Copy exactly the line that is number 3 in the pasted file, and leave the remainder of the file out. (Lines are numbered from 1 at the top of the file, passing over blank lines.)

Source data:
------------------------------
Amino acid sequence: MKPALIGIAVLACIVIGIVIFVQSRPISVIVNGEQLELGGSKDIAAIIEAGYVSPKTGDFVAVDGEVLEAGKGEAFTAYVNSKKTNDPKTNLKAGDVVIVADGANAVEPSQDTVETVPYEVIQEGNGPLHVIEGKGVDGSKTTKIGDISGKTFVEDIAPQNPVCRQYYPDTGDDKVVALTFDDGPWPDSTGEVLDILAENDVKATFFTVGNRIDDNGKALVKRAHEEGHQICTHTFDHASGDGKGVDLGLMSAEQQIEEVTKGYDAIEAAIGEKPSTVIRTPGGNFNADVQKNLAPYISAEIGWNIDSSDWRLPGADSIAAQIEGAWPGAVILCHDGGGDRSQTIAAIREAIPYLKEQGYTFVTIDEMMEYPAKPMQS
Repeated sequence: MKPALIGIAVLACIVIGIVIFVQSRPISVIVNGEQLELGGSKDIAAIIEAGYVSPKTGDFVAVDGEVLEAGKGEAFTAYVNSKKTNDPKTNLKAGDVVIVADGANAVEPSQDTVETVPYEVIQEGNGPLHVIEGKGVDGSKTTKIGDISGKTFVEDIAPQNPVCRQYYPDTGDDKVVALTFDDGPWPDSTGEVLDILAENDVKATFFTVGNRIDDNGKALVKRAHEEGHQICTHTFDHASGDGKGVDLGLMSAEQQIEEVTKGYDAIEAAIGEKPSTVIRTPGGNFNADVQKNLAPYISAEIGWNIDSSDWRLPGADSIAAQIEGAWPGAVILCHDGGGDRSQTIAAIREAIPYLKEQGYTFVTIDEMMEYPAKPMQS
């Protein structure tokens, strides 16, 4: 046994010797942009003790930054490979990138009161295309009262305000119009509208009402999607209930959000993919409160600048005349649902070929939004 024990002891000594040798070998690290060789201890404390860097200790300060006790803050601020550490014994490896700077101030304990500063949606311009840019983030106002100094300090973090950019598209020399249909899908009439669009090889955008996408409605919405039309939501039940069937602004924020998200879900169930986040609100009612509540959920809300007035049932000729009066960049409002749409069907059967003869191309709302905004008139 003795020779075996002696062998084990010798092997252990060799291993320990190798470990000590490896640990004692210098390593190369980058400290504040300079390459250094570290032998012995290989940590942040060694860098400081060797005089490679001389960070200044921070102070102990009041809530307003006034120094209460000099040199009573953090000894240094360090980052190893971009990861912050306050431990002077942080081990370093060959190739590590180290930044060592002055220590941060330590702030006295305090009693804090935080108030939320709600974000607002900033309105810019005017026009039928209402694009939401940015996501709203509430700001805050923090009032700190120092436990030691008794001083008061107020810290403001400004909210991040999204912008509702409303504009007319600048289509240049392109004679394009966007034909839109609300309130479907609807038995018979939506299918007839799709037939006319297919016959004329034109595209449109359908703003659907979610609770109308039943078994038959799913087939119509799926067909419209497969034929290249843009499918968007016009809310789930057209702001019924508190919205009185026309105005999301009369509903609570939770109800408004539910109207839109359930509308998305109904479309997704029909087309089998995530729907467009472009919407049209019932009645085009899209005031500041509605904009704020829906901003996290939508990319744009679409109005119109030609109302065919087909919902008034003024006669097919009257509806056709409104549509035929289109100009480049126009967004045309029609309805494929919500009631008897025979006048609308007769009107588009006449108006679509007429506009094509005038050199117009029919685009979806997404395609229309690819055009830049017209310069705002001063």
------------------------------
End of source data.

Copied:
């Protein structure tokens, strides 16, 4: 046994010797942009003790930054490979990138009161295309009262305000119009509208009402999607209930959000993919409160600048005349649902070929939004 024990002891000594040798070998690290060789201890404390860097200790300060006790803050601020550490014994490896700077101030304990500063949606311009840019983030106002100094300090973090950019598209020399249909899908009439669009090889955008996408409605919405039309939501039940069937602004924020998200879900169930986040609100009612509540959920809300007035049932000729009066960049409002749409069907059967003869191309709302905004008139 003795020779075996002696062998084990010798092997252990060799291993320990190798470990000590490896640990004692210098390593190369980058400290504040300079390459250094570290032998012995290989940590942040060694860098400081060797005089490679001389960070200044921070102070102990009041809530307003006034120094209460000099040199009573953090000894240094360090980052190893971009990861912050306050431990002077942080081990370093060959190739590590180290930044060592002055220590941060330590702030006295305090009693804090935080108030939320709600974000607002900033309105810019005017026009039928209402694009939401940015996501709203509430700001805050923090009032700190120092436990030691008794001083008061107020810290403001400004909210991040999204912008509702409303504009007319600048289509240049392109004679394009966007034909839109609300309130479907609807038995018979939506299918007839799709037939006319297919016959004329034109595209449109359908703003659907979610609770109308039943078994038959799913087939119509799926067909419209497969034929290249843009499918968007016009809310789930057209702001019924508190919205009185026309105005999301009369509903609570939770109800408004539910109207839109359930509308998305109904479309997704029909087309089998995530729907467009472009919407049209019932009645085009899209005031500041509605904009704020829906901003996290939508990319744009679409109005119109030609109302065919087909919902008034003024006669097919009257509806056709409104549509035929289109100009480049126009967004045309029609309805494929919500009631008897025979006048609308007769009107588009006449108006679509007429506009094509005038050199117009029919685009979806997404395609229309690819055009830049017209310069705002001063």